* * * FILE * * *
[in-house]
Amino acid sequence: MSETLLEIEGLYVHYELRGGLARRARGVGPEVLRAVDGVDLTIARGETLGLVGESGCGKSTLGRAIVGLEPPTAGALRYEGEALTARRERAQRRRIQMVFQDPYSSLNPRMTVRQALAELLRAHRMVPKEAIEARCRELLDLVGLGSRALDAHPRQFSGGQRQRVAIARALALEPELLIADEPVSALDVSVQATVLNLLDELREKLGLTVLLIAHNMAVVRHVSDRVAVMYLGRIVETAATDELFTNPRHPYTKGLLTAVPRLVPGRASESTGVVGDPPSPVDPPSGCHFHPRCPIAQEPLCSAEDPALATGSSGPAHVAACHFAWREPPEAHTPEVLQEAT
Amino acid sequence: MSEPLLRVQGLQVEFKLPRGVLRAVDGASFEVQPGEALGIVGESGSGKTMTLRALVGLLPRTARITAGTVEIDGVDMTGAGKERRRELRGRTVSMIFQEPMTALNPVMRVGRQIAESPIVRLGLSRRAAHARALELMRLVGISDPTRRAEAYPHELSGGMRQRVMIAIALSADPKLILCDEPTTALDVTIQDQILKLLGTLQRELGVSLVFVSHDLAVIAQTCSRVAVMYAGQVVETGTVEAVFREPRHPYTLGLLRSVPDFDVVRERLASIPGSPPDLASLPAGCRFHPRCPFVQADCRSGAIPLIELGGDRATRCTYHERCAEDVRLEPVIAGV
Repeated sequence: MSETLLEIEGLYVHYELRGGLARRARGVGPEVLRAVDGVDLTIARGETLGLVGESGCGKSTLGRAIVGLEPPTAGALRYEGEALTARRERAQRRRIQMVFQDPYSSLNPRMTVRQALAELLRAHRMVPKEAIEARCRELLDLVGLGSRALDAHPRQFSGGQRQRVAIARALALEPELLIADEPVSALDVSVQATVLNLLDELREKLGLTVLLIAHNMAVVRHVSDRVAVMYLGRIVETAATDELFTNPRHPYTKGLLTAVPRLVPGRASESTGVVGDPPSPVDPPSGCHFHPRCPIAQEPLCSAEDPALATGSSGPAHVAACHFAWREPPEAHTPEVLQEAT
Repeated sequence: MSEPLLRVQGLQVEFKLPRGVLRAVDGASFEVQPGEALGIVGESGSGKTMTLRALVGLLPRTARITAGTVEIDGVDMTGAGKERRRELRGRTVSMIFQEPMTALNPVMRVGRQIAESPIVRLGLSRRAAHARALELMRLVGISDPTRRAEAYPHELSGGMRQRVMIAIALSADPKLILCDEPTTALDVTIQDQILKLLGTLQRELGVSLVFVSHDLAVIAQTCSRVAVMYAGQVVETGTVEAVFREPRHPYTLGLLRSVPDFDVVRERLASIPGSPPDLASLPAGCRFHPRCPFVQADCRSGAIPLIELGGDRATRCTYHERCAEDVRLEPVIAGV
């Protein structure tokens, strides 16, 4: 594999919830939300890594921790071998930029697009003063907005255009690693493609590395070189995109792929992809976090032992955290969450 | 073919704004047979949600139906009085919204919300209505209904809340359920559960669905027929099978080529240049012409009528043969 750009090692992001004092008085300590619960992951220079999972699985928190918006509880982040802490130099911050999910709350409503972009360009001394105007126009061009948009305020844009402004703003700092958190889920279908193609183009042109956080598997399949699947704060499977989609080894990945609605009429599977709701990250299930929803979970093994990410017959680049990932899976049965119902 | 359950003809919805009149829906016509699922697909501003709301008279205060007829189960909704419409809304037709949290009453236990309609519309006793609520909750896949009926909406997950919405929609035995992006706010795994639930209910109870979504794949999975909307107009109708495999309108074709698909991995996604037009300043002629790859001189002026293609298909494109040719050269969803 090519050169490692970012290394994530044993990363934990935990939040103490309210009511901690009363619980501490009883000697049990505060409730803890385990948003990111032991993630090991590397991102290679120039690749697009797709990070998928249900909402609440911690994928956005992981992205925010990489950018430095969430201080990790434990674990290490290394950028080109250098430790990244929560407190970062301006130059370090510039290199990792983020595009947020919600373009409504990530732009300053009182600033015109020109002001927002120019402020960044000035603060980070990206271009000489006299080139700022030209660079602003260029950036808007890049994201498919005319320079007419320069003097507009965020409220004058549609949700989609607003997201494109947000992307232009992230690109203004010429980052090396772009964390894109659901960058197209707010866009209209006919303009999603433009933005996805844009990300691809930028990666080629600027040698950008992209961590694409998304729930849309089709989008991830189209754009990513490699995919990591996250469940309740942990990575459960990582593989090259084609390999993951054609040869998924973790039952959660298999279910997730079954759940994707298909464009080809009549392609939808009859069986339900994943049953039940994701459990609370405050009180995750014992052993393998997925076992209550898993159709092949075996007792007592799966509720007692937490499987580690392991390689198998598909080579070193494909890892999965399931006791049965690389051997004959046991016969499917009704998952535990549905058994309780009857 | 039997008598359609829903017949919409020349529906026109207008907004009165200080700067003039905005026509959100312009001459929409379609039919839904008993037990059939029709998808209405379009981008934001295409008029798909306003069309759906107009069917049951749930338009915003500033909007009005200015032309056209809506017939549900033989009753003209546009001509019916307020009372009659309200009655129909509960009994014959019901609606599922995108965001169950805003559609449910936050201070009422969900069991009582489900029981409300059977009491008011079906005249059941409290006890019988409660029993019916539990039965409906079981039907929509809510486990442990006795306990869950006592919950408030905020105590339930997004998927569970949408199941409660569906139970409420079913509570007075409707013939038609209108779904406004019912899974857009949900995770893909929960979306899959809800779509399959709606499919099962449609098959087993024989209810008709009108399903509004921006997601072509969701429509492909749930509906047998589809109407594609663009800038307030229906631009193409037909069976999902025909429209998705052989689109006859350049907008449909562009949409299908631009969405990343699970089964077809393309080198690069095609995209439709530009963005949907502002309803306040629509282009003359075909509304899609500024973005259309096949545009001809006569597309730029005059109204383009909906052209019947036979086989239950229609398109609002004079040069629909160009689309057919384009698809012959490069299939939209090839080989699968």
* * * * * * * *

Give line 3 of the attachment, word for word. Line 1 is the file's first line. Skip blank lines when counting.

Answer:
Amino acid sequence: MSEPLLRVQGLQVEFKLPRGVLRAVDGASFEVQPGEALGIVGESGSGKTMTLRALVGLLPRTARITAGTVEIDGVDMTGAGKERRRELRGRTVSMIFQEPMTALNPVMRVGRQIAESPIVRLGLSRRAAHARALELMRLVGISDPTRRAEAYPHELSGGMRQRVMIAIALSADPKLILCDEPTTALDVTIQDQILKLLGTLQRELGVSLVFVSHDLAVIAQTCSRVAVMYAGQVVETGTVEAVFREPRHPYTLGLLRSVPDFDVVRERLASIPGSPPDLASLPAGCRFHPRCPFVQADCRSGAIPLIELGGDRATRCTYHERCAEDVRLEPVIAGV